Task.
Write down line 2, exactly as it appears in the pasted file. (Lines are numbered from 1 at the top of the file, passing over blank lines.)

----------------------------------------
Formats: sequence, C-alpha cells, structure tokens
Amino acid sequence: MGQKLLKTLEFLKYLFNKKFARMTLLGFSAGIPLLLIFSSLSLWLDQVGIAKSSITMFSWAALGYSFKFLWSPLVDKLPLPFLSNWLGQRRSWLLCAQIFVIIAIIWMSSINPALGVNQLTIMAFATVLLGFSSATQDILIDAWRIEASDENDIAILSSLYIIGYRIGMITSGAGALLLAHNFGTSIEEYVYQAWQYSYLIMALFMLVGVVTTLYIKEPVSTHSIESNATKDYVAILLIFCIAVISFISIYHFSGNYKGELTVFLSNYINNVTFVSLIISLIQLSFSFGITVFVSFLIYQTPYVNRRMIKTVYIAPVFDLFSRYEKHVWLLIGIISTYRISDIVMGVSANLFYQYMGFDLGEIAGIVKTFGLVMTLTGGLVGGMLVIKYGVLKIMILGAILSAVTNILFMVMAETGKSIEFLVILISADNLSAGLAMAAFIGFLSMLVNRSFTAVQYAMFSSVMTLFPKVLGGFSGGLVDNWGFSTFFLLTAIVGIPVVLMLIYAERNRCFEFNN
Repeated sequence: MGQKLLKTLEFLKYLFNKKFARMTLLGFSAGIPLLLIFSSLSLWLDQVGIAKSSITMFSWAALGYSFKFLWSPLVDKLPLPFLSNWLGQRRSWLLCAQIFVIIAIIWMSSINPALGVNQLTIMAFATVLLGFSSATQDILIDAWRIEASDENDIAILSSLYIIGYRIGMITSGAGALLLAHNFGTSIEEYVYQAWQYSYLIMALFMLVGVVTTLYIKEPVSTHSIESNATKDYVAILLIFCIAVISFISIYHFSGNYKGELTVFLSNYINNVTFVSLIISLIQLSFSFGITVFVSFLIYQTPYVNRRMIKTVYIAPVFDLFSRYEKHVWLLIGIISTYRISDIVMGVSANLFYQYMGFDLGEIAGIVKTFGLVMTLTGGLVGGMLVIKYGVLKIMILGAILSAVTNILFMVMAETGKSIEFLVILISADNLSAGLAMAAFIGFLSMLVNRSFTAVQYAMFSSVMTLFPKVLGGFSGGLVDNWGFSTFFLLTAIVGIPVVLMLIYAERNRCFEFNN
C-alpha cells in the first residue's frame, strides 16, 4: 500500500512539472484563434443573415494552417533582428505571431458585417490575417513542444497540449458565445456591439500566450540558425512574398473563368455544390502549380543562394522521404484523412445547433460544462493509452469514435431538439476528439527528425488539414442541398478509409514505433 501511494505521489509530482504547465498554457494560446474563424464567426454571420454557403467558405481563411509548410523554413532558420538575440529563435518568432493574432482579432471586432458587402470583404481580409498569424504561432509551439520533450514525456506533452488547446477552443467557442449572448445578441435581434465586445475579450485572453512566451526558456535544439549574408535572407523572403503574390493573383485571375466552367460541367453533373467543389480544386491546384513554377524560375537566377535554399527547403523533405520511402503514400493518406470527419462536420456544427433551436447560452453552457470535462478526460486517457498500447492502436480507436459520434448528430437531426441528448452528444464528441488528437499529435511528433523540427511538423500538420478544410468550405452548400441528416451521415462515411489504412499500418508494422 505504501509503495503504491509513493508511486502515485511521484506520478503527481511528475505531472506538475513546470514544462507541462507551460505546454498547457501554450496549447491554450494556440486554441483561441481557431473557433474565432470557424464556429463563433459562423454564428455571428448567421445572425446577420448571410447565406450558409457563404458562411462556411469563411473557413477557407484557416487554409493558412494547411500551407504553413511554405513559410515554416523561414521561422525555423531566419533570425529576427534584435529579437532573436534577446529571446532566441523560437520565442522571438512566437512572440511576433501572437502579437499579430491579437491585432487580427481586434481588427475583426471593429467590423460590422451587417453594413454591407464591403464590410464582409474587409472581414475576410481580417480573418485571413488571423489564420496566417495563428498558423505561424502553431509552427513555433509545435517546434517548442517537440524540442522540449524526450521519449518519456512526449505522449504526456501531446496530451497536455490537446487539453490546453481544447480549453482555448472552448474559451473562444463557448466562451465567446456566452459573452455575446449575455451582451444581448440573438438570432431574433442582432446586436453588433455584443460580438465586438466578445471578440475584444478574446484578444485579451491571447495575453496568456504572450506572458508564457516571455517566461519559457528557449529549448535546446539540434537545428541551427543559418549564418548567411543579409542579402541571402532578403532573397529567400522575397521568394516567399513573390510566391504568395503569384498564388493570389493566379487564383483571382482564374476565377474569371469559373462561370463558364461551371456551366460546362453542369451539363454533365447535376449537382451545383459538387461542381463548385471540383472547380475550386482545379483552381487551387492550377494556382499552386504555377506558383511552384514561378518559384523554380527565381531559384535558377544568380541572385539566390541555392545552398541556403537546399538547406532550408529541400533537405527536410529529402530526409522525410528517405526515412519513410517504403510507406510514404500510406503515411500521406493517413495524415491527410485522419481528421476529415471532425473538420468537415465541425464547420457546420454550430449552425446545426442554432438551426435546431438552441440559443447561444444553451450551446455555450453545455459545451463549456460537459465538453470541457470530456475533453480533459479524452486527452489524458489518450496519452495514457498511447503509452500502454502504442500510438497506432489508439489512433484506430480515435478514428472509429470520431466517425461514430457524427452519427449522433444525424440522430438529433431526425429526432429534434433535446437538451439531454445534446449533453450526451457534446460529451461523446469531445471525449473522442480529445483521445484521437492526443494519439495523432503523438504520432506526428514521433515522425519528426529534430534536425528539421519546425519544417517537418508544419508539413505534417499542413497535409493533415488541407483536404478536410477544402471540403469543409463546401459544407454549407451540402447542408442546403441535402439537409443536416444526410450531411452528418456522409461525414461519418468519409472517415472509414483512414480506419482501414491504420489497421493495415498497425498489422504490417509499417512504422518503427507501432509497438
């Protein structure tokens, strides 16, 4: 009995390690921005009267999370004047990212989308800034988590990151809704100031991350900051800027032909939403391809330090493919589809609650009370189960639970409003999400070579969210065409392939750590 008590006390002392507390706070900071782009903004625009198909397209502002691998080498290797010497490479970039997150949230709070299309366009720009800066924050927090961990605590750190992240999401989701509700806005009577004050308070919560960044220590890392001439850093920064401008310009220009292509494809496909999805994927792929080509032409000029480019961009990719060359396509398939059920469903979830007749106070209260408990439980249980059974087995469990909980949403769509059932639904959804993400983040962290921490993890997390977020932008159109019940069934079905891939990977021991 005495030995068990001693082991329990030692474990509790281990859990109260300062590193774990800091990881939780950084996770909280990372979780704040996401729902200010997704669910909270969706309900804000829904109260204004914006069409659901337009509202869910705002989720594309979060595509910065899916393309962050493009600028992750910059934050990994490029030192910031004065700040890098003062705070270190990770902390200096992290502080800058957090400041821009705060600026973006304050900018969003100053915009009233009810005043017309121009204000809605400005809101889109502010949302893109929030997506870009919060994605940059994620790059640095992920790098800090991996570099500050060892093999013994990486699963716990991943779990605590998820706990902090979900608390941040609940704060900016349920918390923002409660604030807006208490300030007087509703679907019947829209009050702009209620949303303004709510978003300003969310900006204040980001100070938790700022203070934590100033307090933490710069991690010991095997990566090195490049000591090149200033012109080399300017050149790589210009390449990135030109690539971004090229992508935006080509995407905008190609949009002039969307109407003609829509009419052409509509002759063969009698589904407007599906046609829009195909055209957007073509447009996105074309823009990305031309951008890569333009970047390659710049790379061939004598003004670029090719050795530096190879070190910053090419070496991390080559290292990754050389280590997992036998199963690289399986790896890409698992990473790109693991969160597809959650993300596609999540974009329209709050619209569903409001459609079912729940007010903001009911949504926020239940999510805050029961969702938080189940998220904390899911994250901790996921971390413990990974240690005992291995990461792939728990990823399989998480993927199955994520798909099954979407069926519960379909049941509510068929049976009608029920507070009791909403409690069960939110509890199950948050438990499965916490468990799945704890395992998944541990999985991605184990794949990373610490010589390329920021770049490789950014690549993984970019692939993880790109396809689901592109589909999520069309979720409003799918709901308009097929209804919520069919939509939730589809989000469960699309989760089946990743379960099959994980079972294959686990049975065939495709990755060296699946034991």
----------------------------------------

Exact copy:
Amino acid sequence: MGQKLLKTLEFLKYLFNKKFARMTLLGFSAGIPLLLIFSSLSLWLDQVGIAKSSITMFSWAALGYSFKFLWSPLVDKLPLPFLSNWLGQRRSWLLCAQIFVIIAIIWMSSINPALGVNQLTIMAFATVLLGFSSATQDILIDAWRIEASDENDIAILSSLYIIGYRIGMITSGAGALLLAHNFGTSIEEYVYQAWQYSYLIMALFMLVGVVTTLYIKEPVSTHSIESNATKDYVAILLIFCIAVISFISIYHFSGNYKGELTVFLSNYINNVTFVSLIISLIQLSFSFGITVFVSFLIYQTPYVNRRMIKTVYIAPVFDLFSRYEKHVWLLIGIISTYRISDIVMGVSANLFYQYMGFDLGEIAGIVKTFGLVMTLTGGLVGGMLVIKYGVLKIMILGAILSAVTNILFMVMAETGKSIEFLVILISADNLSAGLAMAAFIGFLSMLVNRSFTAVQYAMFSSVMTLFPKVLGGFSGGLVDNWGFSTFFLLTAIVGIPVVLMLIYAERNRCFEFNN